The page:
When it comes to doing your dream kitchen, there are trends that are popular now, but also have staying power because they address lifestyle needs, convenience, and savings. Using these simple guidelines on upgrading your kitchen will ensure that you enjoy it for many years to come without it become dated and hated.
Too White Can’t Be Wrong
The preference for white cabinets continues to soar. A two-thirds majority of National Kitchen and Bath Association (NKBA) members said that white is their top choice for cabinets, up twenty percent climb from a couple of years ago. Layering white is also popular. White appliances are much easier to keep clean than stainless, which smudges very easily. Plus, the new “icy” white look is simple, cool, and able to blend into transitional and contemporary styles.
Gray is Good
The popularity of sleek, sophisticated gray color schemes is soaring. Seventy-one percent of NKBA designers said gray is the fastest-growing color scheme for kitchens. However, gray can appear frozen in cool, cloudy climates unless you use it on warm materials such as wood cabinets, or pair it with hot colors likes reds and yellows.
On the other hand, gray can appear pleasantly cool in sunny, hot climates. So while white kitchens are a safe bet, gray is neutral enough, and close enough to white, to have staying power if you use it well.
Go Small and Go Home
Small is big these days. Micro-living is taking off for millennials and retirees. Owners of multigenerational homes are installing tiny, secondary kitchens for returning adult children and elderly parents. Typically, these micro-kitchens feature a two-burner cook top, combination microwave/convection oven, 18-inch dishwasher, and 60-inch fridge or refrigerator drawer.
GE, in fact, is developing an entire kitchen the size of a 6-foot-wide chest of drawers. The $15,000 unit contains an induction cook top, two ovens, a sink, a dishwasher, and two cooling drawers that can function as a fridge or freezer.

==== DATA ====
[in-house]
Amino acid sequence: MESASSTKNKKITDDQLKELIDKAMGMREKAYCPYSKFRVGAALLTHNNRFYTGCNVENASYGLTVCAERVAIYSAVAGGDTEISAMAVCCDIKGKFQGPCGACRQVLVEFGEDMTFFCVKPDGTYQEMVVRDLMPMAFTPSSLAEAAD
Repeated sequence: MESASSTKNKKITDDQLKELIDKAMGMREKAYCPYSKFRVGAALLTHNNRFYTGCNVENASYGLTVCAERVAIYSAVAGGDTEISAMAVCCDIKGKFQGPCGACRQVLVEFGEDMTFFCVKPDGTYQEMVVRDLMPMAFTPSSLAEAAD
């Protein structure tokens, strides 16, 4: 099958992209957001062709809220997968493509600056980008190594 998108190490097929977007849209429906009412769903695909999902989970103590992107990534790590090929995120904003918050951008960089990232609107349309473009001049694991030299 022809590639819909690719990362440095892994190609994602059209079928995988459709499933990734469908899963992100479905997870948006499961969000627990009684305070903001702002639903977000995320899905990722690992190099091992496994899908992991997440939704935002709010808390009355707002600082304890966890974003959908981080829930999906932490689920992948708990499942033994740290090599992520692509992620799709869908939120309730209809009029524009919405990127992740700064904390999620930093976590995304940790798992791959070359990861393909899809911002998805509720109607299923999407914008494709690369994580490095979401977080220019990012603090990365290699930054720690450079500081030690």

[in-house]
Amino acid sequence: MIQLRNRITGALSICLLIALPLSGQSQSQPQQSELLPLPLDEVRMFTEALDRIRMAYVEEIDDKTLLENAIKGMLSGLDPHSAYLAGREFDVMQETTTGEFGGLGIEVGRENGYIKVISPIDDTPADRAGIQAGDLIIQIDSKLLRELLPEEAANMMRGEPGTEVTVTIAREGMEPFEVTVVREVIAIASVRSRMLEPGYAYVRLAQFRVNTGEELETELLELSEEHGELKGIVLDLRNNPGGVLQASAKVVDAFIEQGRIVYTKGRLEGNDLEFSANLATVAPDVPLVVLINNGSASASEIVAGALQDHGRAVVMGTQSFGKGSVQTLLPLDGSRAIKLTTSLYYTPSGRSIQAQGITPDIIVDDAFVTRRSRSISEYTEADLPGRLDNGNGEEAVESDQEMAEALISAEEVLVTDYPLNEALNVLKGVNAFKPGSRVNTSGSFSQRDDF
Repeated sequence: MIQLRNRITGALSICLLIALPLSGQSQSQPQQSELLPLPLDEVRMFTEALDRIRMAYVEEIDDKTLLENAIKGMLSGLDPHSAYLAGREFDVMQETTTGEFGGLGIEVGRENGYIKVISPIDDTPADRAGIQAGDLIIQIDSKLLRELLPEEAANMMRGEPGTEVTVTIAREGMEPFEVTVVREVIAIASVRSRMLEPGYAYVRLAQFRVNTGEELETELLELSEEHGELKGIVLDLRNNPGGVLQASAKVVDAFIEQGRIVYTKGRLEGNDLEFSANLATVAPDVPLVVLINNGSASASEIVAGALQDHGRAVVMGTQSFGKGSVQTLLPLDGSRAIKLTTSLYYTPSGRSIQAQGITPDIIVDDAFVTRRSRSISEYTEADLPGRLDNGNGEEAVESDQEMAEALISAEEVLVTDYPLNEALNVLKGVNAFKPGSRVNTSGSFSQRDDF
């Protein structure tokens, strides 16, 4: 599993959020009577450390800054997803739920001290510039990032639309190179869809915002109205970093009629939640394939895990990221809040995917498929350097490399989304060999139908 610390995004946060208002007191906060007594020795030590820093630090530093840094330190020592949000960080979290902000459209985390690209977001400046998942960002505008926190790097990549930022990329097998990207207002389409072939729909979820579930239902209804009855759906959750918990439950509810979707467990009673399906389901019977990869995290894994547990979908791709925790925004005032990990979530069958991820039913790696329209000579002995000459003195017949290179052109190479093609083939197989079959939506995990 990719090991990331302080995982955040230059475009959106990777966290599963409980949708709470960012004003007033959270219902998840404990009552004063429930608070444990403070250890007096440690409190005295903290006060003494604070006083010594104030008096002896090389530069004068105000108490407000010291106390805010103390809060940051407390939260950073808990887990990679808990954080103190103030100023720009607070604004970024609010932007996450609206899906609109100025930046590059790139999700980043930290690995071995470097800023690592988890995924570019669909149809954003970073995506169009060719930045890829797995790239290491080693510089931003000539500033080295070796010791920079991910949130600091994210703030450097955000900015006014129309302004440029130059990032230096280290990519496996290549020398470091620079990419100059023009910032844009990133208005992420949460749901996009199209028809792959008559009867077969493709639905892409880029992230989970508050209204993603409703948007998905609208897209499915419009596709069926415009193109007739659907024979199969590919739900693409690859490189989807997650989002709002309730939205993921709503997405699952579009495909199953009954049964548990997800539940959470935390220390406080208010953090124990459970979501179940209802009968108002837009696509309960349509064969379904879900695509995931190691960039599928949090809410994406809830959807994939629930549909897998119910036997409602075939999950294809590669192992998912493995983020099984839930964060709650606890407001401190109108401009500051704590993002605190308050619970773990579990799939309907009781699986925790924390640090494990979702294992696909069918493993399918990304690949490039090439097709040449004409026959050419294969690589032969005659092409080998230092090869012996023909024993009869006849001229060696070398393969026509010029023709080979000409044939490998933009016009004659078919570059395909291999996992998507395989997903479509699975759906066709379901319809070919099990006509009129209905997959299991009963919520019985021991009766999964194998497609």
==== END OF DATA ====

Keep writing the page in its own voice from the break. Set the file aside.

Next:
Use the Quartz
In 2013, quartz and granite almost tied in countertop popularity. But in 2015, the trend is definitely toward quartz. “Consumers Reports” says quartz is the toughest countertop material, which resists scratches, burns, and chips. Crushed quartz stone is mixed with resin to produce countertops that range from solid colors to the look of real granite. They actually beat natural stone in toughness. It’s easy to maintain, because unlike granite, you don’t have to seal it annually to prevent stains.
Ribbons of LEDs are showing up in the most wonderful kitchen places: Along baseboards as nightlights, inside cabinet doors to illuminate dishware; and concealed in crown molding to wash ceilings with light. LED rope or cove lights are gaining in popularity because they come in a rainbow of colors, from bright to soft white, red, blue, and green. You can get creative about where you install them.
LEDs emit virtually no heat, so you can keep them on forever without burning cabinets or walls. LEDs are energy efficient, lasting 50,000 hours on average, five times longer than CFLs. Best of all, they’re coming down in price and becoming very affordable. They practically pay for themselves with the energy savings.
No Big Chill
Refrigeration is no longer limited to a single, hulking unit. Homeowners are customizing their cooling needs with “point of use” refrigeration, adding cool where they need it. This could mean adding a counter-height produce fridge in your prep island, next to a wine cooler for the adults, and a juice/soda fridge for the kids. A word of caution: You will pay for the convenience as these models are neither cheap in quality nor in price. The major maker is U-line.
The Magic Touch
Touch-activated faucets have become the kitchen mandate. Their popularity has grown at 10% per year for the past few years. With prices starting around $350, it’s certainly a lot of money; but it’s great for those times when you’ve got dirty, chicken-juice hands. It also saves water and money because you do not run water continuously between tasks to avoid hassle. As water becomes scarcer, anything that saves gallons will have value. It may even pay for itself by helping you save you on your water bills. We recommend touch free over hands-free to avoid the cat and mouse game of the faucet turning on just when you have given up on it doing so, over and over. Your kitchen is not a public restroom!
Decision on Tradition
The vast majority of NKBA designers say contemporary, sleek, simplicity is the fastest-growing kitchen style. Garish gadgets and decorative glazes are out.
Contemporary always looks neat and clean, but may also come across as cold. The design demands a non-cluttered look, which can be hard to achieve throughout the rest of the home. Therefore, it may be better to hedge your bets with transitional design, combining contemporary with some traditional to blend the best parts of each.
Remember, clean and compact is always better than far and flung. Keep things within reach, and concentrate on the sleek and practical to achieve your dream. While these tips on upgrading your kitchen aren’t the “standard”, they certainly give you a good basis and some great ideas. You’re only limited by your imagination.